A growing number of individuals in the U.S. are foregoing marriage, yet still having children. In cases where a child is born to mother who is not married, she automatically has legal sole custody of the child. This means that the child's father must take steps to establish paternity and legally be recognized as the child's father.
Many unwed couples who are in long-term and committed relationships decide to have a child. Some fathers, however, fail to recognize the importance of establishing legal paternity. Often, questions or concerns related to paternity don't surface until or unless a couple splits and a father attempts to gain legal child custody or visitation rights.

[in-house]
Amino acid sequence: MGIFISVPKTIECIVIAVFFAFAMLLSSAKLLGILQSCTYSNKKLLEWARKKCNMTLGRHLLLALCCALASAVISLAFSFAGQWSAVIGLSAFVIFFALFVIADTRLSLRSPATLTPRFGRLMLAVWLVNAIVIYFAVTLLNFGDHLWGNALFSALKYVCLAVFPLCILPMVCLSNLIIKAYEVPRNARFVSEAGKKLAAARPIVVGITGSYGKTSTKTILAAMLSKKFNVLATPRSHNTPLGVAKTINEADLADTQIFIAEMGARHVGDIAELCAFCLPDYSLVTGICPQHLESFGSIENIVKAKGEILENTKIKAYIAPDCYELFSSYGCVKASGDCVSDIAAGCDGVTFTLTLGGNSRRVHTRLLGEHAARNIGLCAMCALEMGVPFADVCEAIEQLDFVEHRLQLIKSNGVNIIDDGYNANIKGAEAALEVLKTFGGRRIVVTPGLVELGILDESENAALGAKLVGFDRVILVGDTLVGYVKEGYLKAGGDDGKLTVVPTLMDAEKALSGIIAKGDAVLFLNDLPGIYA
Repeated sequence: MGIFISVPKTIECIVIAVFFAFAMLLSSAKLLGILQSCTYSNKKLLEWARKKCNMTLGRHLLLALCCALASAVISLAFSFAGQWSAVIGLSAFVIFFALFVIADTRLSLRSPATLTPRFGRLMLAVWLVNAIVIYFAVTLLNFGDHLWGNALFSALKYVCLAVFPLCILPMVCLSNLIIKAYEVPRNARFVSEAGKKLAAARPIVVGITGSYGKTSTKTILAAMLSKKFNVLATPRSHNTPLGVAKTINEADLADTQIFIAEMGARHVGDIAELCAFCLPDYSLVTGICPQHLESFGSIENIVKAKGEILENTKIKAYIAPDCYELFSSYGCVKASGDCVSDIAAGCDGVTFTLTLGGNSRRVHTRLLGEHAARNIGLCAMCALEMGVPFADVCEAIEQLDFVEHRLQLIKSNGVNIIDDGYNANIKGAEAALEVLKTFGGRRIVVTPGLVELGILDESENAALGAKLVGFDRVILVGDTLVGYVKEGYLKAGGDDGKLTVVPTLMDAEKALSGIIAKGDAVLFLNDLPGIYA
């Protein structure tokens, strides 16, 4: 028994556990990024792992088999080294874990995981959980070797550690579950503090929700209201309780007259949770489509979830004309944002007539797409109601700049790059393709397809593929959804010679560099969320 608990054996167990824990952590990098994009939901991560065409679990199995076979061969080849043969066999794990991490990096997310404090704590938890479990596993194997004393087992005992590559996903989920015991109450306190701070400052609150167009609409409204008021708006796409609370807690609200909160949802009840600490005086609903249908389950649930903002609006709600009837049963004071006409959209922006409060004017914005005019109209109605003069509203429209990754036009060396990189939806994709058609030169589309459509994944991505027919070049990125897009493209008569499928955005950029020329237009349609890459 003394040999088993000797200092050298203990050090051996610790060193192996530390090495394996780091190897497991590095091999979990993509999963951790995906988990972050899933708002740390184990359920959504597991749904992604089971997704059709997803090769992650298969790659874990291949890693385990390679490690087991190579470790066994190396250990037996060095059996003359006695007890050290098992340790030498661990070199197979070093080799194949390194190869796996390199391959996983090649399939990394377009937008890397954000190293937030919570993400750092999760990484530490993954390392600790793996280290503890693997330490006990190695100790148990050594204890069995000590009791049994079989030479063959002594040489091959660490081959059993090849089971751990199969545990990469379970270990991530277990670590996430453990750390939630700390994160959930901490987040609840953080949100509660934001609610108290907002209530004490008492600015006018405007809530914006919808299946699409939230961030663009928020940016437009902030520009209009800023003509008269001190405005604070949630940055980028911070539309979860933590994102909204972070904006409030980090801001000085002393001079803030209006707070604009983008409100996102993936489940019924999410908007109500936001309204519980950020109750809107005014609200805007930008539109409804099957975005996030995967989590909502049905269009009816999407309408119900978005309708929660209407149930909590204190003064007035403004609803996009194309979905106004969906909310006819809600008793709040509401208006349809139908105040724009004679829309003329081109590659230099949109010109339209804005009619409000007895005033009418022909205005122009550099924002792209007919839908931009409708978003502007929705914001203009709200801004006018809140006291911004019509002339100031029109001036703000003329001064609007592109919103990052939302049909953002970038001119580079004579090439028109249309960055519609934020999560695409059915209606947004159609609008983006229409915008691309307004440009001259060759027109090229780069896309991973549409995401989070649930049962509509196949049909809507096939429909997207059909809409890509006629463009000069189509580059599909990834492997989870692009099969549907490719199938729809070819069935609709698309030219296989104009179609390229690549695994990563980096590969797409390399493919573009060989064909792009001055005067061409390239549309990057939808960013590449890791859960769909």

In Illinois, paternity may be established voluntarily through the signing of a document known as a Voluntary Acknowledgement of Paternity or by a court order and genetic testing.
In cases where both mother and father agree on paternity, a Voluntary Acknowledgement of Paternity must be signed by both mother and father and filed with the Illinois Division of Vital Records. In cases where a father disputes he is the father or the father's identity is in question, a paternity lawsuit may be filed by the mother, alleged father or child.
When a genetic paternity test is positive, a father is determined to be a child's legal father. At that time, a father is able to petition for child custody or visitation rights. Additionally, a mother can take steps to obtain financial support from a legal father via child support payments.
Establishing paternity is important for a number of legal reasons. Additionally, every child deserves to know the identity of their biological father and every father and child should be afforded the opportunity to establish a relationship.
Source: Illinois Legal Aid, "Establishing Legal Paternity," 2014